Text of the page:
Many of the hardest battles in the Civil War were fought over Catalonia, which is still scarred by this past. For example, the Guardia Civil, Spain’s paramilitary force that assisted the national police in Sunday’s crackdown on the referendum, is rarely present in Catalonia due to its provocative image as a holdover from the Franco years.


“I cannot believe this has happened in a democratic European Union,” Marta Madrenas, the Mayor of Girona, tells me on the afternoon of the referendum. Madrenas has spent the day protecting her local polling station at Eiximenis School.

“The international community cannot ignore what has happened here. We Catalans are calling for help from democratic people of the world.”

Later in the day, Madrenas and a member of the European Parliament lock themselves inside the polling station in order to protect it. Outside, thousands of people gather. Reports suggest convoys of Guardia Civil are moving around Girona’s outskirts. At attack is expected at any moment.


Standing on concrete steps, firefighters wearing helmets lead a brief assembly. Their message: how to passively resist the police, how to shield your vital organs, and how to form human chains. More than a thousand people are listening.

Afterwards the crowd chants “No Pasaran” – a slogan from the 1930s war, telling fascists They Will Not Pass. What is different now is that Catalonia’s weapon has become the ballot box, in addition to their solidarity and skills in self-organisation.

The short assembly is just one example of Catalans’ autogestión, or bottom-up self-organising. On the night before the vote, autonomous groups gave out flyers and trainings detailing people’s legal rights. Every polling station was arranged autonomously, and differently. The one where I spent most of the day was using Telegram, an encrypted messaging app, to cast the ballots.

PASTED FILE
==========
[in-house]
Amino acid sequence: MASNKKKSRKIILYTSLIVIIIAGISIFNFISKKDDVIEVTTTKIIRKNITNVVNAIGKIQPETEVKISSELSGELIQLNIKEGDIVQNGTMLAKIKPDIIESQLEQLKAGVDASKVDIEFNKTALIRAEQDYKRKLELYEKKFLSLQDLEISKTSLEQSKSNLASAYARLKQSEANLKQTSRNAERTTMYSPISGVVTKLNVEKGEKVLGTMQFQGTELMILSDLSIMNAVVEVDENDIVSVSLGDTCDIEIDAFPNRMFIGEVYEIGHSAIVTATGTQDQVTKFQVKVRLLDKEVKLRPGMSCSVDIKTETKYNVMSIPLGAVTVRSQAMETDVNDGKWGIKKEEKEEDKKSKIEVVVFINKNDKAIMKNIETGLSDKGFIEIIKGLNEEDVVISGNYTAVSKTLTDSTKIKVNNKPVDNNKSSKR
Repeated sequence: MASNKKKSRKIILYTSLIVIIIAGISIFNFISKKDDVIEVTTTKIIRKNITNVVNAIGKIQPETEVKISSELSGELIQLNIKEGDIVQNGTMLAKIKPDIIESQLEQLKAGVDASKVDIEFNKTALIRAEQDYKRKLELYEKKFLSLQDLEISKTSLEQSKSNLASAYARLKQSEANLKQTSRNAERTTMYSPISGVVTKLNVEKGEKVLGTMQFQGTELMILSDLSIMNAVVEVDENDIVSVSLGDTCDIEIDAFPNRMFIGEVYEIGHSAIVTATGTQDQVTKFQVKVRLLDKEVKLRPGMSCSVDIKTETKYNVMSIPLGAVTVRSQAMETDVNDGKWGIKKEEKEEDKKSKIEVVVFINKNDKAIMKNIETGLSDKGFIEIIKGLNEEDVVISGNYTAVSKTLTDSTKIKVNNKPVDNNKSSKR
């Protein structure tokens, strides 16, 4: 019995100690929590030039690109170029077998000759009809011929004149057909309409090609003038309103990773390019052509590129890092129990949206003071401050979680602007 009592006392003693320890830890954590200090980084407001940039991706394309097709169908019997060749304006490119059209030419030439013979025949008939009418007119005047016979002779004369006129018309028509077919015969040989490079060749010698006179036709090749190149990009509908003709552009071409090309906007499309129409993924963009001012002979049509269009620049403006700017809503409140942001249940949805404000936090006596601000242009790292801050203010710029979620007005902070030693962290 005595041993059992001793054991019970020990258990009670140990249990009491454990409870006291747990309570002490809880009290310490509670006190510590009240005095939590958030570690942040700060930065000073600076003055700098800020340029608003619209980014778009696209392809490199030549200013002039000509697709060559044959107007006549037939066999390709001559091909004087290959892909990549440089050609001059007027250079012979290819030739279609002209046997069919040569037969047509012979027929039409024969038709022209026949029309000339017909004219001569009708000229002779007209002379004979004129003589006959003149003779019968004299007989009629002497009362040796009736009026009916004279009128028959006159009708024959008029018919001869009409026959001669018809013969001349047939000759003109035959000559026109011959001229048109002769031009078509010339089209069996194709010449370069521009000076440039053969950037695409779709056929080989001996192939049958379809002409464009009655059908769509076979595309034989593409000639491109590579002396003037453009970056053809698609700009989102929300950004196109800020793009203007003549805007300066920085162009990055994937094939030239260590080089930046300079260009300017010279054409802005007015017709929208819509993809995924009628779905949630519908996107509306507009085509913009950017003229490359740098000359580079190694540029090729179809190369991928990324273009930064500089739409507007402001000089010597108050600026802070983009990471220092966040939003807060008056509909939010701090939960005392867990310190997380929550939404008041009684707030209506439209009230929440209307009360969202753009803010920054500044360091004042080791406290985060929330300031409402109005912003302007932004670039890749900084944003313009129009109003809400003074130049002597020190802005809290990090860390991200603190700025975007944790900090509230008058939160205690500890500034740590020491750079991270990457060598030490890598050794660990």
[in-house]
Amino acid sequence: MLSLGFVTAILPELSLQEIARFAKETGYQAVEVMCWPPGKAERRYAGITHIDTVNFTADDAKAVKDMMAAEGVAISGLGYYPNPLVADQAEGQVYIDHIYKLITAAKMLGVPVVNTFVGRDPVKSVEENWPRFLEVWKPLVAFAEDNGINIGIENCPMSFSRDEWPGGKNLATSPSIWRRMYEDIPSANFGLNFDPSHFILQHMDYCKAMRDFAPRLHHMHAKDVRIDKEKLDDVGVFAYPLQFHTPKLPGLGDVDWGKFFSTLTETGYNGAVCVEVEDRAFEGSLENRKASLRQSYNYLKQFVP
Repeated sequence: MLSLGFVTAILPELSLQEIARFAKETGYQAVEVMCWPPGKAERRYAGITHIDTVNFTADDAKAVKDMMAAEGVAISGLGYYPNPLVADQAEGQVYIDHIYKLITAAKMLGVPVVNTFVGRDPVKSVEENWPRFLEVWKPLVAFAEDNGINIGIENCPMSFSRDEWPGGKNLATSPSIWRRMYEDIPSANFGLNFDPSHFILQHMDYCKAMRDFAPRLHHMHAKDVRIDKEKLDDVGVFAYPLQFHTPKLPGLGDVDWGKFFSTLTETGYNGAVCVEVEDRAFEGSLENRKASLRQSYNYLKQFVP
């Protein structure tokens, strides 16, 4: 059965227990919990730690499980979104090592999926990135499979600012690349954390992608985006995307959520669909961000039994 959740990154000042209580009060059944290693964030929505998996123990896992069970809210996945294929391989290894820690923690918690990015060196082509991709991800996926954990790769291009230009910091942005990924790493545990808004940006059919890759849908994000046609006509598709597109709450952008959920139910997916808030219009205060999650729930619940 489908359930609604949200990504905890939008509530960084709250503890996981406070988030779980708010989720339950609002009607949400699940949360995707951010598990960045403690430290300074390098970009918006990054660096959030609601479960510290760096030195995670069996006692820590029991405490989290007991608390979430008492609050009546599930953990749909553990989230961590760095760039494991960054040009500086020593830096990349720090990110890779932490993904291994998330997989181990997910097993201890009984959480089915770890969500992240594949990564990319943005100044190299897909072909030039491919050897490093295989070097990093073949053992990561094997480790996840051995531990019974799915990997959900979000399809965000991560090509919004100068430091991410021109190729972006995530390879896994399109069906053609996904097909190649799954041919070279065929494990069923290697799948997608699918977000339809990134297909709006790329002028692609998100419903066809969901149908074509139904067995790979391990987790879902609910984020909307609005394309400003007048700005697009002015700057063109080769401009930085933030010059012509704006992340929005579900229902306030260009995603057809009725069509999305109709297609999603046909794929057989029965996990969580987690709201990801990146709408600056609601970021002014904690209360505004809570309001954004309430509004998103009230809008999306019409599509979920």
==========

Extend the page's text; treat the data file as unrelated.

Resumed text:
At another polling station, cars blocked the streets and wheelie bins were lined up with teenagers sitting on top. Thousands stood in the car-park of a sport centre polling station. Again, firefighters were the final line of defence. The mood in these places was calm. For most of the referendum day, the people of Girona controlled their streets. The autogestión demonstrated these people could run their own country as a community.

The Catalans’ commitment to non-violence on Sunday was impressive. In other countries where I have seen police attack people, often riots start. The mood here was, for the most part, like a peaceful Sunday in a town square.


Preliminary results show that 90 percent of the 2.3 million Catalans who voted chose independence, out of a total voting population of 5.3 million. An estimated 700,000 votes were confiscated by Spanish police.

On Tuesday, Catalonia staged a general strike against the violence. Catalonia’s government is expected to issue a statement of unilateral independence if a Yes vote is confirmed.

Rajoy’s government in Madrid is expected to respond by issuing Article 155 of the Spanish Constitution to try and impose direct rule on Catalonia. This would escalate state violence and oppression.

So far, Spain has received overwhelming international condemnation in the press. However, it has not yet been sanctioned by its European or global allies despite swathes of evidence showing that Spanish forces broke national and international laws. The question is how long Rajoy can continue to support tactics of overt state violence while maintaining the facade that Spain has, in fact, broken from its fascist past.

Catalan referendum, Catalan independence, Spanish state repression, Mariano Rajoy, Spanish Civil War, General Francisco Franco, Barcelona protests, Catalonia protests